ARTICLE | doi:10.20944/preprints201806.0415.v1
Subject: Medicine And Pharmacology, Pharmacology And Toxicology Keywords: PEGylation; safety; pediatric; biologics; polyethylene glycol; excipient; conjugation; polysorbate; hemophilia; rurioctocog alfa pegol
Online: 26 June 2018 (12:15:59 CEST)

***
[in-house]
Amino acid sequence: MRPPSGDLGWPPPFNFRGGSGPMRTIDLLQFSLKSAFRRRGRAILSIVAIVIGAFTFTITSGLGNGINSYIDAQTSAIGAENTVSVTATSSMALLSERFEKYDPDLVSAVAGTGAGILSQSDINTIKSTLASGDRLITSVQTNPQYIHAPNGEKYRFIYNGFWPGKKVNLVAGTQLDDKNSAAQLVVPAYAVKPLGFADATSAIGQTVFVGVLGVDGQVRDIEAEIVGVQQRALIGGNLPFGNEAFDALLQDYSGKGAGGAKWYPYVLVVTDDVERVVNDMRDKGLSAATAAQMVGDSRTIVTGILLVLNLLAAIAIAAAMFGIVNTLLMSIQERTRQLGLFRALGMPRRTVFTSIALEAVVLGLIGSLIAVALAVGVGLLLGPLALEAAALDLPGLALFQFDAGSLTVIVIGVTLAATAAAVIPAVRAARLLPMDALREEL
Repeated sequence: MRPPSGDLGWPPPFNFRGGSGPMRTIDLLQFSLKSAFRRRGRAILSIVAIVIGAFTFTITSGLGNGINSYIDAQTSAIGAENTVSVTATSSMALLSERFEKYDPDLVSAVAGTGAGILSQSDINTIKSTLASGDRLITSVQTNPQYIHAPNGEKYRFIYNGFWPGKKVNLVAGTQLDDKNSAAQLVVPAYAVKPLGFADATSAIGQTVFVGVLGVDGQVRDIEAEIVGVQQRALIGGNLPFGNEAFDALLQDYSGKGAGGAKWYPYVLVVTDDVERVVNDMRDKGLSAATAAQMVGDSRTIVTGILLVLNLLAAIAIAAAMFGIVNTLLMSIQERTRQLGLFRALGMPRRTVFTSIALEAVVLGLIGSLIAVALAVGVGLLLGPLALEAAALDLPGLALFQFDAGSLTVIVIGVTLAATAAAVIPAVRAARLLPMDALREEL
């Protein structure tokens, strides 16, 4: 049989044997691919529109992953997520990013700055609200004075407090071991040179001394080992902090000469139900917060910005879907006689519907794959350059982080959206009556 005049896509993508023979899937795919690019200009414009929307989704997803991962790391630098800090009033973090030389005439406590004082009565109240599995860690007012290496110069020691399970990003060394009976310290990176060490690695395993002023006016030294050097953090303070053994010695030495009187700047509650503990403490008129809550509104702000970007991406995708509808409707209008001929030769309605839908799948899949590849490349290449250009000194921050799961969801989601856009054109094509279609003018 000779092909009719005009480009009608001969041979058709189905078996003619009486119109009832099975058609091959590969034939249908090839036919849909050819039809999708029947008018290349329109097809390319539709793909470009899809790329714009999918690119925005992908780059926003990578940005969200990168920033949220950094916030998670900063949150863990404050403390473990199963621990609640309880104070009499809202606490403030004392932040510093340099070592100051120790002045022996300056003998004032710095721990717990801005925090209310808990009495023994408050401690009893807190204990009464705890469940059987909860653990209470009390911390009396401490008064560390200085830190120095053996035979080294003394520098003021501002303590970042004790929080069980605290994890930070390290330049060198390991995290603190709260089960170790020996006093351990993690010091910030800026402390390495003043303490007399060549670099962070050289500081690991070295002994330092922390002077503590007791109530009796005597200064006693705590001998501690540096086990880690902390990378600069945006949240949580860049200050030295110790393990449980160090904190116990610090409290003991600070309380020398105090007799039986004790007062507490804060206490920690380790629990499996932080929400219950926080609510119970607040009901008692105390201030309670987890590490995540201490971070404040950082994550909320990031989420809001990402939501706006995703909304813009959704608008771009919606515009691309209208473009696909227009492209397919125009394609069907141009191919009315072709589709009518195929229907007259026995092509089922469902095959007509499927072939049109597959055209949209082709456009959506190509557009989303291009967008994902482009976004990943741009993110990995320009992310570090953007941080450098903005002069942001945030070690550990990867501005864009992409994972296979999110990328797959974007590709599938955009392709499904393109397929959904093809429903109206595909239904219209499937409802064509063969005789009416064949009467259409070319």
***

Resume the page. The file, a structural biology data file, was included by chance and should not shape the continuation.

Polyethylene glycol (PEG) is an inert, water soluble polymer, used for decades in pharmaceuticals. Although PEG is considered safe, concerns persist about the potential adverse effects of long-term exposure to PEG-containing therapies, specifically in children, following the introduction of PEGylated recombinant factor products used for the treatment of hemophilia. Given the absence of long-term surveillance data, and to evaluate the potential risk, we estimated PEG exposure in the pediatric population receiving US Food and Drug Administration-approved parenteral therapies with pediatric indications. We used a range of pediatric weights and doses based on prescribing information (PI) or treatment guidelines. PIs and reporting websites were searched for information about adverse events (AEs). For a child weighing 50 kg on the highest prophylactic dose of a FVIII product, the range of total PEG exposure was 40–21,840 mg/year; for FIX products, the range was 13–1342 mg/year; and for other products, the range was 383–26,743 mg/year, primarily as a derivative excipient. No AE patterns attributable to PEG were found for any of these products, including potential renal, neurological, or hepatic AEs. Our analyses suggest the pediatric population has had substantial exposure to PEG for several decades, with no evidence of adverse consequences.